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Early tetrapod all had sprawling gaits and faced a significant problem in terrestrial locomotion. Their respiration and movement used much the same sets of muscles, and both systems could not operate efficiently at the same time. It is known as, Carrier’s Constraint.
Very early dinosaurs already had developed an entirely upright stance. Therefore, their interaction with other organisms such as human beings and birds in their community might have led to emergent properties. For instance, humans, through interaction with the dinosaurs developed a bipedal posture over time thus also relieving Carrier’s Constraint. That is because, in a biped, the thorax is lifted off the ground, the forelimbs are no longer involved in support and locomotion, and the rib cage does not flex laterally during motion.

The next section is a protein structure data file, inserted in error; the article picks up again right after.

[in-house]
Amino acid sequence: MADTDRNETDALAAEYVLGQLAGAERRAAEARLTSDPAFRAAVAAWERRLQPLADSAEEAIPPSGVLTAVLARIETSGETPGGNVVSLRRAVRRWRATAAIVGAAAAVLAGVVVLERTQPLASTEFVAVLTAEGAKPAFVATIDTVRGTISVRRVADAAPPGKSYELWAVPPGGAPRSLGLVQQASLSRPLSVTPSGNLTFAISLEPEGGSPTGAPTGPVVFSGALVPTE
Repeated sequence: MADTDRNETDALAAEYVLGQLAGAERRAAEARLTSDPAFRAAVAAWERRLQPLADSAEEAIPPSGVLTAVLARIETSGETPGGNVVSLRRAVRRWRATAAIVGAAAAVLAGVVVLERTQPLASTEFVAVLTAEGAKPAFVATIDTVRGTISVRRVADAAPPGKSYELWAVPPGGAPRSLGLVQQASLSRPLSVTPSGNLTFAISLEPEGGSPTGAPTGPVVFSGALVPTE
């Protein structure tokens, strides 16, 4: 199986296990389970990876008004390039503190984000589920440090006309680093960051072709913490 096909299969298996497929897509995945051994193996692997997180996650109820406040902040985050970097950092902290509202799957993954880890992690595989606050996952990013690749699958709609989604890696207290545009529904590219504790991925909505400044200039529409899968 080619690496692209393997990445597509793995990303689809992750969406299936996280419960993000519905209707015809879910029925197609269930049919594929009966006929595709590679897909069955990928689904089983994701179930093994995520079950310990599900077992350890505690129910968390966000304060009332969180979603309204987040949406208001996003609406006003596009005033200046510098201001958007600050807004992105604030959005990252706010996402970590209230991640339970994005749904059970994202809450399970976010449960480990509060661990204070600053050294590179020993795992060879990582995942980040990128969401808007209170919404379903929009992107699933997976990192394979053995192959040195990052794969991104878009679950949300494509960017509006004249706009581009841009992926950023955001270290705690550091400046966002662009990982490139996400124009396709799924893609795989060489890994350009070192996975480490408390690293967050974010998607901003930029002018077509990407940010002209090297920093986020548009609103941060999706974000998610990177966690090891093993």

Another example is the bird’s crouching gait. Whereby, a bird’s legs are bent into a zigzag, putting them in a crouched position. Therefore, it is assumed that birds evolved from the earliest of bipedal dinosaurs because their gait shows an evolutionary adaptation born of their dinosaur ancestors.
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